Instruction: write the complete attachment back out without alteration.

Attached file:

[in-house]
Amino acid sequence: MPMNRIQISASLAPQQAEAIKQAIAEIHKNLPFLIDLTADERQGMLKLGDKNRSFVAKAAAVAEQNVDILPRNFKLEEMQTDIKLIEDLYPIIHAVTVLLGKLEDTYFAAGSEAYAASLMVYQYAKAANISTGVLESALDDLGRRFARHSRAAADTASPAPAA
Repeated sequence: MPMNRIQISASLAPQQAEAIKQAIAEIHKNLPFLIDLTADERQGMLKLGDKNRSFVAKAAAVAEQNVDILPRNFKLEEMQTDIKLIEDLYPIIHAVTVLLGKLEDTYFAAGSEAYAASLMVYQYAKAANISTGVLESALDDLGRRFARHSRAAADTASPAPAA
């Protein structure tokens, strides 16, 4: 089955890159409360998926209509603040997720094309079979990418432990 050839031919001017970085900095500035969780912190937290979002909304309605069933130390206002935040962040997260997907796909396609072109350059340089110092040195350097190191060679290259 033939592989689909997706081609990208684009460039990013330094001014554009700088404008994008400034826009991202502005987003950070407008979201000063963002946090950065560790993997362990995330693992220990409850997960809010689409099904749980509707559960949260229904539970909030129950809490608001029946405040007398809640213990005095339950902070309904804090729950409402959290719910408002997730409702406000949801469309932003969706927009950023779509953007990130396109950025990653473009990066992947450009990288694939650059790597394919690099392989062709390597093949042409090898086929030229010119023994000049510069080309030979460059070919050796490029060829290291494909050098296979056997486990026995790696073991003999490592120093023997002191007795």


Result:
[in-house]
Amino acid sequence: MPMNRIQISASLAPQQAEAIKQAIAEIHKNLPFLIDLTADERQGMLKLGDKNRSFVAKAAAVAEQNVDILPRNFKLEEMQTDIKLIEDLYPIIHAVTVLLGKLEDTYFAAGSEAYAASLMVYQYAKAANISTGVLESALDDLGRRFARHSRAAADTASPAPAA
Repeated sequence: MPMNRIQISASLAPQQAEAIKQAIAEIHKNLPFLIDLTADERQGMLKLGDKNRSFVAKAAAVAEQNVDILPRNFKLEEMQTDIKLIEDLYPIIHAVTVLLGKLEDTYFAAGSEAYAASLMVYQYAKAANISTGVLESALDDLGRRFARHSRAAADTASPAPAA
């Protein structure tokens, strides 16, 4: 089955890159409360998926209509603040997720094309079979990418432990 050839031919001017970085900095500035969780912190937290979002909304309605069933130390206002935040962040997260997907796909396609072109350059340089110092040195350097190191060679290259 033939592989689909997706081609990208684009460039990013330094001014554009700088404008994008400034826009991202502005987003950070407008979201000063963002946090950065560790993997362990995330693992220990409850997960809010689409099904749980509707559960949260229904539970909030129950809490608001029946405040007398809640213990005095339950902070309904804090729950409402959290719910408002997730409702406000949801469309932003969706927009950023779509953007990130396109950025990653473009990066992947450009990288694939650059790597394919690099392989062709390597093949042409090898086929030229010119023994000049510069080309030979460059070919050796490029060829290291494909050098296979056997486990026995790696073991003999490592120093023997002191007795």